This is a much more nuanced portfolio that requires someone with detailed knowledge built up over many years, as well as the relationships with lots of angry greenies who have given up hugging trees to bash politicians. The nuance factor also causes problems, as a number of ministers, especially those from the South Island, wouldn’t know a nuance until it snuck up behind them and whacked them with a baseball bat.
Disrupting the current cabinet would not be ideal, so those outside cabinet might be a better bet.
Chris Finlayson is currently the placeholder minister, and will likely be adept in most areas except stakeholder management. Known for his understandable dislike of morons, in an area heavily populated by stakeholder morons Chris might be better taking on another portfolio.
Chris Tremain doesn’t have a background in the Environment but is known to be concerned about water quality and is exceptionally good with stakeholders so is worth a look.
Chester Borrows doesn’t really fit this portfolio, nor does Maurice Williamson. Williamson has an abiding belief that greenies are judder bars in the road toward progress.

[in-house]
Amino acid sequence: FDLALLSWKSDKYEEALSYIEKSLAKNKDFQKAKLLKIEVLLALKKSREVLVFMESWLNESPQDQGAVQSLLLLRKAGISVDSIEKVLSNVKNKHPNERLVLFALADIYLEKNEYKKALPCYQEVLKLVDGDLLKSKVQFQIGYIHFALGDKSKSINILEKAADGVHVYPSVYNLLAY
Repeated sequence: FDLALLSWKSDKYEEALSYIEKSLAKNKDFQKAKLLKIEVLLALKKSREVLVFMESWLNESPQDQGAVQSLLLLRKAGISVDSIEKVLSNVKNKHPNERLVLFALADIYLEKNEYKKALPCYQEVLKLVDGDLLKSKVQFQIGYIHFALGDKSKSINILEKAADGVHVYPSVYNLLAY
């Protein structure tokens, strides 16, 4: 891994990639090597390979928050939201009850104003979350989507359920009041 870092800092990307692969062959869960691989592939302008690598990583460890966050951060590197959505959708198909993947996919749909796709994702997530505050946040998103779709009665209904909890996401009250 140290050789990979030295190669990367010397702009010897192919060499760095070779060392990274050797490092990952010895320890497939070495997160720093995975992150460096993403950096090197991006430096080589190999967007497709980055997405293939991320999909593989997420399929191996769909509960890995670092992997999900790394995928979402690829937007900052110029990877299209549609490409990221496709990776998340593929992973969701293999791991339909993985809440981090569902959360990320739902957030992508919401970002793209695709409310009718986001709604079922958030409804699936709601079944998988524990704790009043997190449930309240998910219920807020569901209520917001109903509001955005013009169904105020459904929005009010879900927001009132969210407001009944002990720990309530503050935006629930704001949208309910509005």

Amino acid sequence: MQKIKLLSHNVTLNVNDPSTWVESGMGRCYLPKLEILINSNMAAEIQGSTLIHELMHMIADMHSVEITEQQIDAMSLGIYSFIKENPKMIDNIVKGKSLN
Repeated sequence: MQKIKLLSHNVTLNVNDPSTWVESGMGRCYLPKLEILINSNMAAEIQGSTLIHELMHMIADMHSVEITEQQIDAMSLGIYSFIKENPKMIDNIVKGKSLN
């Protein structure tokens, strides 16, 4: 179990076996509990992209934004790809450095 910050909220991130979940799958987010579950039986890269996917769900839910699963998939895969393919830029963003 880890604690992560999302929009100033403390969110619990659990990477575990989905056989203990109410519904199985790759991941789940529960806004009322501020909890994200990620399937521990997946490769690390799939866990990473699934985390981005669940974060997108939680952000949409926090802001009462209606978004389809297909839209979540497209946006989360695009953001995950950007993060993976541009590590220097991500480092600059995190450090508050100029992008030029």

Those not currently ministers who have green credentials include Nikki Kaye, Louise Upston and Nicky Wagner. Nikki Kaye is probably too much of a light weight to take on a portfolio where attention to detail and mastery of information is important or you will get stitched up by your department. There is of course the slight stench of Boag around Nikki Kaye.
Louise would have no trouble dealing with the detail and work load, and has been adept in negotiating difficult environmental issues in her electorate. May not have the depth of stakeholder relationships required, but would build them quickly.
Nicky Wagner has the relationships with the tree huggers, NGOs and other groups and the years of detailed learning required to be able to talk to them. Not in favour with the McCully clique which is ten points in her favour in my eyes, but this may count against perhaps the best placed MP to deal with the portfolio.
I have well known views on manbearpig and thinks it is a portfolio that should be abolished, or if not abolished given to a man with a gay ute.
A Christmas visit to volunteers helping quake-stricken Christchurch suburbs may see new Minister of Civil Defence, Napier MP Chris Tremain, link government and the Student Volunteer Army.